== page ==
Which brings us to two specific types of polyamory: threesomes and open relationships. Perhaps surprisingly, some of the strongest advocates for monogamy view threesomes with equanimity.
“They can be shared experiences that couples go through together,” Berzon says. “The key is that it has to be both partners’ choice. If it is, my job becomes helping them think about the best ways to make it work.”
“There’s a difference between emotional monogamy; and sexual monogamy,” argues Cohen. “If a couple have threesomes occasionally and are still committed to each other, they can usually separate the two.”
[. . .]
Most people draw the line at cheating–that is, having outside relationships without the knowledge or consent of one’s partner. “The rules are simple: If you are in a monogamous relationship, you don’t cheat,” says Jeffrey Denke, 26, a video producer. “It is a matter of self-control and will.” The best way to combat the desire to cheat, he says, is to “explore a variety of sexual encounters together. Third partners and other couples are a great way to add variety to sex.”
Yet Ann Northrop, a lesbian activist and coanchor of the Gay USA cable TV news show, sees the debate about monogamy as “a window of opportunity” for gays to be honest about our behavior–far more honest, in fact, than straights, who from U.S. presidents on down have never been paragons of monogamy.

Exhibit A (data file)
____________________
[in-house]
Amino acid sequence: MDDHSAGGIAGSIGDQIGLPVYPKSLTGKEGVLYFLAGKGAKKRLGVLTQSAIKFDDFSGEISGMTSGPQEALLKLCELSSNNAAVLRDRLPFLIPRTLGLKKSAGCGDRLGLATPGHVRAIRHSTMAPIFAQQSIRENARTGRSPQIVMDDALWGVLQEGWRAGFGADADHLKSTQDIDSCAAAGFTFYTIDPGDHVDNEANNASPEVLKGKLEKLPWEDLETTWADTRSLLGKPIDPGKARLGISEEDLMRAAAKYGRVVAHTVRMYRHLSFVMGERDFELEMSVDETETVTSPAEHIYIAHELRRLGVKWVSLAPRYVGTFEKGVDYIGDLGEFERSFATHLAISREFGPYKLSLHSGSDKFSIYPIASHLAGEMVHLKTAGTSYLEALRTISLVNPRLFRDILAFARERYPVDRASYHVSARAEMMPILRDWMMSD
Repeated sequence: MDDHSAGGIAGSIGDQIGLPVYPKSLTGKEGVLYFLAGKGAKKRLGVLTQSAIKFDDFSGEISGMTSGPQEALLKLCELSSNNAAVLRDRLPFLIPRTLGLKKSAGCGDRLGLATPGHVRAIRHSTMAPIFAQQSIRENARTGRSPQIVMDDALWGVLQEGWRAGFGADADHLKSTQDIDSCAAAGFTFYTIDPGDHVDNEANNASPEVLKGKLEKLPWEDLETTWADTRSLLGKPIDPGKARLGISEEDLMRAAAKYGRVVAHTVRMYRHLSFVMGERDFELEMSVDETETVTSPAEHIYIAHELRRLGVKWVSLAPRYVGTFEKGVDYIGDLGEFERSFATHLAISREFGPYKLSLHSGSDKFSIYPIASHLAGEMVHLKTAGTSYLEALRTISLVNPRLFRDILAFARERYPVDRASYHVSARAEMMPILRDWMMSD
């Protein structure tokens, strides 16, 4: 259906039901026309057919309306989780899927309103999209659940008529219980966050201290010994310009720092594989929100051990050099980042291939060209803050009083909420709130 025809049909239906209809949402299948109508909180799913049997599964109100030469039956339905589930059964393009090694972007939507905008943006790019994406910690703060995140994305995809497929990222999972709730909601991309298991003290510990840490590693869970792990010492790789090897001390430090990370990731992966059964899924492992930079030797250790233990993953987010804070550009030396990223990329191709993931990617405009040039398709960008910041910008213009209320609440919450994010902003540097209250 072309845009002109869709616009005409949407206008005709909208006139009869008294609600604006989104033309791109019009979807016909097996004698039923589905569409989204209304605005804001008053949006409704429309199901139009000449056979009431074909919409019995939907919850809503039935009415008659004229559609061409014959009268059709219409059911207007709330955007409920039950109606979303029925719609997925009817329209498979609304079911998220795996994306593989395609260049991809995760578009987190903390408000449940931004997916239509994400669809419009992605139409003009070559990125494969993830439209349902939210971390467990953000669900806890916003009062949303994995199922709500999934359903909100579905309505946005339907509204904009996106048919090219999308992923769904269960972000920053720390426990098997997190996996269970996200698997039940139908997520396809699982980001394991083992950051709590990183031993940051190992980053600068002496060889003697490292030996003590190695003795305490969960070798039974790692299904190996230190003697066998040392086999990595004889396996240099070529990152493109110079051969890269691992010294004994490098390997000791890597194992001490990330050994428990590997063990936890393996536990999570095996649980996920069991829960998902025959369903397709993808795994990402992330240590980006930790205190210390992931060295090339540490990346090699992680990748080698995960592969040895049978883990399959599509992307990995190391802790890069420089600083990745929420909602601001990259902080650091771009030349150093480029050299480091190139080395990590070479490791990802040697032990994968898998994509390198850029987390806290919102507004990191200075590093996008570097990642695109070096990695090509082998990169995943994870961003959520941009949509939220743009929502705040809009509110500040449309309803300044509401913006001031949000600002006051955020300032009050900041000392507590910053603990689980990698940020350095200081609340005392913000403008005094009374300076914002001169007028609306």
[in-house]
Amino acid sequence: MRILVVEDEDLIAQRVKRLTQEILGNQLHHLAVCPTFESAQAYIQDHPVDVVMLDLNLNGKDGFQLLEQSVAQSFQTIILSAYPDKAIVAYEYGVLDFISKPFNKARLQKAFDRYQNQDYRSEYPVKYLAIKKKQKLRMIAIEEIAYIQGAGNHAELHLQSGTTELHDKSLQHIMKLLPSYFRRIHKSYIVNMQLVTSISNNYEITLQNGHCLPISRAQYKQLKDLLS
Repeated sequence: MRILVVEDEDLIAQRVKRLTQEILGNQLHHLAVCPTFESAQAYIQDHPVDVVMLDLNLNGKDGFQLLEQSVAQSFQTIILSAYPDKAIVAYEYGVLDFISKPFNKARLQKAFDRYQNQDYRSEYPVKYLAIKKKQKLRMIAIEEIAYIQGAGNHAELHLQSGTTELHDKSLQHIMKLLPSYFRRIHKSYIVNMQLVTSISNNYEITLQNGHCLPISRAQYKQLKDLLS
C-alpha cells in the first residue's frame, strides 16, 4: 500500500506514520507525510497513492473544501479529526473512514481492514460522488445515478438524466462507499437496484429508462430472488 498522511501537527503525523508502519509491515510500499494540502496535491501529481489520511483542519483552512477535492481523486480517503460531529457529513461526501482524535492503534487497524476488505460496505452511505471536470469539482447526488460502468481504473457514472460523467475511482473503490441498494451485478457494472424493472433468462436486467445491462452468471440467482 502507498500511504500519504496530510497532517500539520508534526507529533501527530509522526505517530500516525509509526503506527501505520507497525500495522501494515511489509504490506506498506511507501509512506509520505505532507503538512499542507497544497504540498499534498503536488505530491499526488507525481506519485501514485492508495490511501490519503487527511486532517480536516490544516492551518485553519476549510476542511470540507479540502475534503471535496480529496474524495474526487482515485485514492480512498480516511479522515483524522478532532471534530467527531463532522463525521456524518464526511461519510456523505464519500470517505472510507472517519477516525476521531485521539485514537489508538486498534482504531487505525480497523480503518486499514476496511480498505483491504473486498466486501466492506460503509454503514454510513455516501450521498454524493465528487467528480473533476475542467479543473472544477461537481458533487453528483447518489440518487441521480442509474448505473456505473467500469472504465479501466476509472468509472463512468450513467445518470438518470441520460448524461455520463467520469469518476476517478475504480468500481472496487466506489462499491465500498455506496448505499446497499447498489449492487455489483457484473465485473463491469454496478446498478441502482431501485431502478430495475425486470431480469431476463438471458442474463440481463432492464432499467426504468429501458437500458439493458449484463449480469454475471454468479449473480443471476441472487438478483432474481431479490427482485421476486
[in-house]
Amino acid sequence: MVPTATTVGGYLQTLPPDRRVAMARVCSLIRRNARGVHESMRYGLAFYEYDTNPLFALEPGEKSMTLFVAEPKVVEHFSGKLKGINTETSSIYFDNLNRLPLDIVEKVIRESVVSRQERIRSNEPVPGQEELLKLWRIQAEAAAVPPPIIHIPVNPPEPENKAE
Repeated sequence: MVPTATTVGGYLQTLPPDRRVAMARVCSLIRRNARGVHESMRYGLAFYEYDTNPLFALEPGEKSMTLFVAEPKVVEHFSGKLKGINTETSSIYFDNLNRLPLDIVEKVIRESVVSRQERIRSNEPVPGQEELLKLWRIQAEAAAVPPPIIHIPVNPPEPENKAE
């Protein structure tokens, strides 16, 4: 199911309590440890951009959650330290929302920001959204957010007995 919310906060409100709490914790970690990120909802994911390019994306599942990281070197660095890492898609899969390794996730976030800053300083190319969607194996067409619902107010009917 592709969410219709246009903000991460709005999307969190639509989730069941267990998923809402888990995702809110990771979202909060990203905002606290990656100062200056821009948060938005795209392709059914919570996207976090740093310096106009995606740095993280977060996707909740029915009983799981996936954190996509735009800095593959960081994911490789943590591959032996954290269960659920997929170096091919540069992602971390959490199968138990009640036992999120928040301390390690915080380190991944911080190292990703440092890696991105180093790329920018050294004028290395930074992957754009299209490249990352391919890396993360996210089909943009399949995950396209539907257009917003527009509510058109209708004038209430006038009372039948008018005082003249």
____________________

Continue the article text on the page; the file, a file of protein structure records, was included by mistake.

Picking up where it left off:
“We don’t have the hypocritical, hierarchical heterosexual system of rewards” that flow to folks in monogamous, committed relationships, she says. “However, we also have not talked openly about what we want from a relationship, where sex and intimacy fit in, and what may or may not work for us.” Now, Northrop believes, is the time.
Same-sex marriage advocates often bristle at the idea that polygamists should have the same rights that they seek for homosexuals. But by redefining monogamy they are attempting to gain legitimacy for a particular type of polyamoury while excluding other, more open, forms of multi-partner arrangments.
This hypocrisy obviously has less to do with moral outrage over polyamoury than it does with shunning politically harmful associations. That is also why you’ll find few homosexual activists openly discussing in public their disdain for traditional monogamy. But while they no longer want to talk about it, the issue must be addressed. If monogamy is not considered a necessary component of same-sex marriage, then it will only be a matter of time before the leavening effect of language reduces the importance of monogamy in all marriages.
Are religious supporters of same-sex marriage ready to redefine marriage in a way that leaves out monogamy?